Washington — Sen. Ron Johnson and Rep. Sean Duffy have jointly drafted a letter to the Office of the Inspector General of the Department of Veterans Affairs after disturbing news reports about the treatment of veterans at a medical center in Tomah, Wis.
“Reports questioning the prescribing practices at the VA Medical Center in Tomah are cause for alarm,” said Sen. Johnson. “As chairman of the Senate committee overseeing the way government agencies operate, I am requesting the Inspector General’s office get to the bottom of this matter. Our veterans, the finest among us, have earned our gratitude. The treatment they get should be the best care a grateful nation can provide.”
Congressman Duffy said, “These are not just politicians calling for this investigation, these are constituents; mothers and fathers who lost their children due to the failings of the very people charged with their children's care.
"These stories must end, procedures at the VA must change and those responsible must be held accountable. This IG investigation is one step of many that Sen. Johnson and I are prepared to take to get the answers these families deserve.”
If any veteran or family member is having problems and would like to speak in confidence with Sen. Johnson’s office, please contact email@example.com.
The text of the letter is below. An electronic version can also be found here.
January 14, 2015
Via Electronic Transmission
The Honorable Richard J. Griffin
Deputy Inspector General
Office of Inspector General
U.S. Department of Veterans Affairs
810 Vermont Avenue, NW
Washington, DC 20420
Dear Deputy Inspector General Griffin:
We are deeply troubled by reports that veterans at the Tomah, Wisconsin, Veterans Affairs Medical Center (VAMC) continue to receive questionable care. It is disturbing to hear veterans and individuals working at the Tomah VAMC describe the medical center as “a system that’s gone completely haywire.” Specifically, some veterans label the Tomah VAMC as “Candy Land” due to the amount of narcotic painkillers being prescribed. Nothing is more important than ensuring that our men and women in uniform receive high quality care.
In March 2014, your office completed an inspection at the Tomah VAMC. According to documents, that review centered on a series of allegations concerning the amount of narcotic painkillers prescribed to patients, among other allegations. The inspection found that the rate of opioid prescriptions at Tomah was alarming enough that issues were brought to the attention of VA leadership. The inspection further noted that the Tomah VAMC ranked highest in the Veterans Integrated Service Networks (VISN) for the total morphine equivalents per unique patients treated with opioids.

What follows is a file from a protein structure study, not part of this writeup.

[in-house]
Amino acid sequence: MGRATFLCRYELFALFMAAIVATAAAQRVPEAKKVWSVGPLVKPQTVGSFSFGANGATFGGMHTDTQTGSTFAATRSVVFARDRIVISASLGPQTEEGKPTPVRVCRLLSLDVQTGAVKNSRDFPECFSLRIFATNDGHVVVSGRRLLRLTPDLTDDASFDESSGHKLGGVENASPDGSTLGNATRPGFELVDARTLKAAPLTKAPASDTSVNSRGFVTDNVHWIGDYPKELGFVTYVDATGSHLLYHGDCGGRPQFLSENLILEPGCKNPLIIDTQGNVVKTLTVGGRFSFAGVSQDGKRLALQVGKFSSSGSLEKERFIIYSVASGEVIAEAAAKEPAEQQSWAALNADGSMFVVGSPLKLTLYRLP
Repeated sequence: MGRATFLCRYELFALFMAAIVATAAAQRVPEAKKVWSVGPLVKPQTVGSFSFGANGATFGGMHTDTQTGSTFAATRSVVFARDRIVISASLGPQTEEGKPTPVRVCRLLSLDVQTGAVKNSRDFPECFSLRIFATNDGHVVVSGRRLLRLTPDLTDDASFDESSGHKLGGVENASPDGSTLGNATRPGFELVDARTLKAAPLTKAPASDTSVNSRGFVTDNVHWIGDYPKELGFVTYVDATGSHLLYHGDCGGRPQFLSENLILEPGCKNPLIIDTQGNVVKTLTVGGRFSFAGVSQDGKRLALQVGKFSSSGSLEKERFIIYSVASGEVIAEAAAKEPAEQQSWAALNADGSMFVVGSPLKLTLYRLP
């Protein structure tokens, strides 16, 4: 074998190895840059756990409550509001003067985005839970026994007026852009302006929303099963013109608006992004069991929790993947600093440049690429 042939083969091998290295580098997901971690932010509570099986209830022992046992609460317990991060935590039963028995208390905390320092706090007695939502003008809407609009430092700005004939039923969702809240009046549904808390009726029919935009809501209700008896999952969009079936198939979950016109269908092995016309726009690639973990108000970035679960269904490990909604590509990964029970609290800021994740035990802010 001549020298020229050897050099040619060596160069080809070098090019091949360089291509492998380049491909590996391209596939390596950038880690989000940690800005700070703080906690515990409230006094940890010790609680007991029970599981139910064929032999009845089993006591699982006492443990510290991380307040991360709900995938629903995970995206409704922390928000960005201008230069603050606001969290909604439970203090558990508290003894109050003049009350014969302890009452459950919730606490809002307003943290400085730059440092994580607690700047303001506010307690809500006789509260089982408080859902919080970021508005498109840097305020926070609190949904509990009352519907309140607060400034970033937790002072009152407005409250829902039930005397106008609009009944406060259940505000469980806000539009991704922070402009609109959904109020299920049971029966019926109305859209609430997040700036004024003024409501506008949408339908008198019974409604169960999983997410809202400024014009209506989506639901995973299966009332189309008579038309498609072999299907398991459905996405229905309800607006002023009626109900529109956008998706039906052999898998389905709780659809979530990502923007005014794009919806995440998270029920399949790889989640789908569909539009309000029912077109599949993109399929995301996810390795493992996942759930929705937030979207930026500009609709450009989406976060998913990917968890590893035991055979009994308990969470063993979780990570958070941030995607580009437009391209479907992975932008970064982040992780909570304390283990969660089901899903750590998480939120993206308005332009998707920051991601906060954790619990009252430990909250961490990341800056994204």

These initial allegations were administratively closed by your office and we understand the following suggestions were brought to the attention of the facility director at Tomah VAMC and VISN management:
- The facility director should implement a vehicle by which clinicians and staff can openly and constructively communicate concerns and rationale when disagreements arise concerning dispensing of opioid prescriptions.
- The facility director should review the reporting structure in the context of safeguarding bidirectional clinical discourse from actual or perceived administrative constraint.
- The facility director should ensure development of guidance, parameters, processes, or a specialty clinic-based mechanism to assist clinicians and staff with managing complex patients requesting early opioids refills.
- The facility director should consider some variant of the tumor board model as one potential avenue by which to foster collaborative interdisciplinary management when presented with very complex clinical pain cases.
- The VISN should conduct further evaluation and monitoring of relative and case-specific opioid prescribing at Tomah VAMC on both a facility and individual clinician level.
It is concerning that even after this inspection, similar allegations and problems continue at the Tomah VAMC. Due to the recent concerns raised, we request that your office conduct a comprehensive investigation of the Tomah VAMC. In an effort to understand what your office has done since that inspection, please respond to the following questions:
1) Since closing the March 2014 inspection, has your office reviewed whether the Tomah VAMC and the VISN have responded to the five suggestions? If so, what were the responses?
2) At this time, does your office have any current inspections or investigations open at the Tomah VAMC? If so, please identify and explain these inspections and/or investigations.
3) The March 2014 inspection stated that some patients at the Tomah VAMC were receiving prescriptions from physicians of incorrect specialties. Has the Tomah VAMC implemented new procedures to ensure patients are referred to the proper specialists before opiate prescriptions are written?
4) Pharmacy staff “uniformly indicated that they were reluctant to question any prescription ordered” by one particular doctor or “any aberrant behavior by his patients.” Has the VA-OIG received complaints of a lack of communication between doctors and pharmacy staff since your last report? If so, please explain what the VA-OIG is doing to address these complaints.
5) Was the IG inspection provided to Congress? If not, why not?
Please provide a written response as soon as possible but no later than 5 p.m. on Jan. 27, 2015.
Thank you for your attention to this important matter. If you have any questions regarding these issues, please contact Brian Downey on the Senate HSGAC staff at (202) 224-4751 or Caroline Robinson in Congressman Duffy’s office at (202) 225-3365.
Chairman, Homeland Security and Governmental Affairs
United States Representative